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    Michigan Department of Community Health joins Diabetes Leadership Initiative to help growing number of people with diabetes
    New program promotes early detection and management of serious complications associated with diabetes

    Contact: Angela Minicuci 517-373-0860

    For Immediate Release: September 7, 2012

    Despite ongoing efforts to address the increasing rate of diabetes in the United States, the prevalence of the condition continues to rise. According to the Centers for Disease Control, there are 25.8 million people diagnosed with diabetes in the U.S., and if the current trend continues, some experts estimate that as many as one in three adults could have the condition by 2050. The situation is no less dire in Michigan, where the prevalence of diabetes increased 15 percent from 2006 to 2010. In fact, as of 2010, Michigan had the fifteenth highest diabetes prevalence in the country with over one million of its approximately 9.9 million residents with diabetes.

    In addition to these alarming statistics, many people with diabetes may not be aware of their increased risk for developing a number of health complications, including kidney disease, blindness, amputation and heart disease. For example, according to a 2008 survey from the National Diabetes Education Program, less than half of people with diabetes identified kidney disease as a serious health problem associated with the condition.

    To address these issues, the Michigan Department of Community Health (MDCH) has partnered with the National Association of Chronic Disease Directors (NACDD) on the Diabetes Leadership Initiative (DLI). The DLI is working with four states nationwide to promote early detection and management of diabetes complications through awareness activities and strategies designed to improve diabetes care. As part of the DLI, MDCH is working with Henry Ford Health System in Detroit, a large health system, and the Center for Family Health in Jackson, a federally qualified healthcare center, to focus on the importance of earlier identification of the kidney and eye complications associated with diabetes.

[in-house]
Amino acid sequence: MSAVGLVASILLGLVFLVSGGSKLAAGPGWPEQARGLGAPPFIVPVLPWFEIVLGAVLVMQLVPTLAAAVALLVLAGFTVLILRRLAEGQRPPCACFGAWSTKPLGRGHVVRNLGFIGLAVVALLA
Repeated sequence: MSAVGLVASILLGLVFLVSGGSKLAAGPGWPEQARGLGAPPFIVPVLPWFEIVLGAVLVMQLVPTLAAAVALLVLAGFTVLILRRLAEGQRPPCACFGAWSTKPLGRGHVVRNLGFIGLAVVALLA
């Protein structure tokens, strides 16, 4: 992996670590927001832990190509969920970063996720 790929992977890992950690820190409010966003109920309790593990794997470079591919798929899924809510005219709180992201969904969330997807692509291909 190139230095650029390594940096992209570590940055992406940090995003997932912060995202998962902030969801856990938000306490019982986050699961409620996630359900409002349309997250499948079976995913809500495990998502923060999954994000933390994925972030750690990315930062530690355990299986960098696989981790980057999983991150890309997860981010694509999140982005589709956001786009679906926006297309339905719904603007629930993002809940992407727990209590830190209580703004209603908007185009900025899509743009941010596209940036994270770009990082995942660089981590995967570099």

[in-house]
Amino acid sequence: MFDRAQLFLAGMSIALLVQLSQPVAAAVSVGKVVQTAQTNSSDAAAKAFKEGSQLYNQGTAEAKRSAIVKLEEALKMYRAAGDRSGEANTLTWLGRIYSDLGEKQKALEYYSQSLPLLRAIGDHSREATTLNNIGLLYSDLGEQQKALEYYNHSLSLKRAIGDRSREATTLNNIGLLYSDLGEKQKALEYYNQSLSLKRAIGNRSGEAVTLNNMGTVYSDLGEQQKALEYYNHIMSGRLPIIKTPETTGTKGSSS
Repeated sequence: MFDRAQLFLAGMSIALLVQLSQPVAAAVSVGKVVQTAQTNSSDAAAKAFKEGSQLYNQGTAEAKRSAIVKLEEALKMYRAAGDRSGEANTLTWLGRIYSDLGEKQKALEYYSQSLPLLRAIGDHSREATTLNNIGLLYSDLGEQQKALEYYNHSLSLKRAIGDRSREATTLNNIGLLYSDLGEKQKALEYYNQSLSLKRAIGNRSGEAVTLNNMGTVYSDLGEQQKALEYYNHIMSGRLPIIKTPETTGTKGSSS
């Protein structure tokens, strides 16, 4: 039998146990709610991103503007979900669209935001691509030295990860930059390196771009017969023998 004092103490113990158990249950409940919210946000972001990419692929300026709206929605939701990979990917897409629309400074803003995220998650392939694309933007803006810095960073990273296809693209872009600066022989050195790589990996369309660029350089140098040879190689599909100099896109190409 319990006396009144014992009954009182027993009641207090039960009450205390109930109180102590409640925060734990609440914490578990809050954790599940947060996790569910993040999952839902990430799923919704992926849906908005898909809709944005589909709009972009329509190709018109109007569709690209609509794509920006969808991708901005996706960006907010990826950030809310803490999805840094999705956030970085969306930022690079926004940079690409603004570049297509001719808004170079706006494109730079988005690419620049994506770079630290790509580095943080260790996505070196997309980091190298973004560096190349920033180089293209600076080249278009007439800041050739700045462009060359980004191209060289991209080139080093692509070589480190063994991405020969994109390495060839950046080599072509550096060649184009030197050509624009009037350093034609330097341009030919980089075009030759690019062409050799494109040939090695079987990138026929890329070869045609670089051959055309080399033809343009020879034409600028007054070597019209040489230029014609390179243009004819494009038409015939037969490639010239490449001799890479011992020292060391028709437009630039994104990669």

• Serious and often fatal: An estimated 231,000 people in the United States die from diabetes and its complications - a number which is expected to double between 2005 and 2030. Diabetes and its complications can cause serious disability, loss of productivity and increased health care costs 
    • Complications can be delayed and/or prevented: Diabetes complications may be reduced through preventative care practices and by controlling glucose levels, blood pressure and blood lipids 
    • Education is key: A 2009 survey found that only 60 percent of people with diabetes in Michigan have been educated about the disease. Education is critical as more people seek recommended clinical exams and perform self-care activities as a result of diabetes education 
    • Resources are available: For tools and resources for people with diabetes, and to learn more about the work underway in Michigan, please visit: 

    WHO: Dawn Crane, RN, MS, ACNS-BC, CDE and/or Anne Esdale, MPH, both of the Michigan Department of Community Health, are to discuss the prevalence of diabetes in Michigan, the DLI, as well as the steps people with diabetes can take to assist with reducing their risk for developing complications. Individual print, broadcast and online interviews can be scheduled by contacting Angela Minicuci at 517-373-0860 or

    For more information about the DLI, please visit, a site sponsored by Boehringer Ingelheim Pharmaceuticals, Inc. and Eli Lilly and Company.

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